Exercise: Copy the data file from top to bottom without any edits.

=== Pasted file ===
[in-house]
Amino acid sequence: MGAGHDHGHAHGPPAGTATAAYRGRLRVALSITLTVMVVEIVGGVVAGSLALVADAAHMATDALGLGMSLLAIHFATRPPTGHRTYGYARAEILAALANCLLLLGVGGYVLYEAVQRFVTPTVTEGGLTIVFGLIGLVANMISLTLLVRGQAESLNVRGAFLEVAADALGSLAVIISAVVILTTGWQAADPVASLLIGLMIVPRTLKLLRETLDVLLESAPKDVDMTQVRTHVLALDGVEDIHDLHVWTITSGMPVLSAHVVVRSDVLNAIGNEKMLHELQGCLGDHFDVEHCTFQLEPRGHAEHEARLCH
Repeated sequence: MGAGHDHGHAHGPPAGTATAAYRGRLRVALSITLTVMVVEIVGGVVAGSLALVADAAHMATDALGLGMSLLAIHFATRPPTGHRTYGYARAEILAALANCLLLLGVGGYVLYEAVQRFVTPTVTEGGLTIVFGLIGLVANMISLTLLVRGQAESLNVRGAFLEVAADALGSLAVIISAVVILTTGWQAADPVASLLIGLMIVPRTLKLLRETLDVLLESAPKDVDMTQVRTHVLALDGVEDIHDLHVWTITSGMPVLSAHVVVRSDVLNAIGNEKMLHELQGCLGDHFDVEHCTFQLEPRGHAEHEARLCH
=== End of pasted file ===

[in-house]
Amino acid sequence: MGAGHDHGHAHGPPAGTATAAYRGRLRVALSITLTVMVVEIVGGVVAGSLALVADAAHMATDALGLGMSLLAIHFATRPPTGHRTYGYARAEILAALANCLLLLGVGGYVLYEAVQRFVTPTVTEGGLTIVFGLIGLVANMISLTLLVRGQAESLNVRGAFLEVAADALGSLAVIISAVVILTTGWQAADPVASLLIGLMIVPRTLKLLRETLDVLLESAPKDVDMTQVRTHVLALDGVEDIHDLHVWTITSGMPVLSAHVVVRSDVLNAIGNEKMLHELQGCLGDHFDVEHCTFQLEPRGHAEHEARLCH
Repeated sequence: MGAGHDHGHAHGPPAGTATAAYRGRLRVALSITLTVMVVEIVGGVVAGSLALVADAAHMATDALGLGMSLLAIHFATRPPTGHRTYGYARAEILAALANCLLLLGVGGYVLYEAVQRFVTPTVTEGGLTIVFGLIGLVANMISLTLLVRGQAESLNVRGAFLEVAADALGSLAVIISAVVILTTGWQAADPVASLLIGLMIVPRTLKLLRETLDVLLESAPKDVDMTQVRTHVLALDGVEDIHDLHVWTITSGMPVLSAHVVVRSDVLNAIGNEKMLHELQGCLGDHFDVEHCTFQLEPRGHAEHEARLCH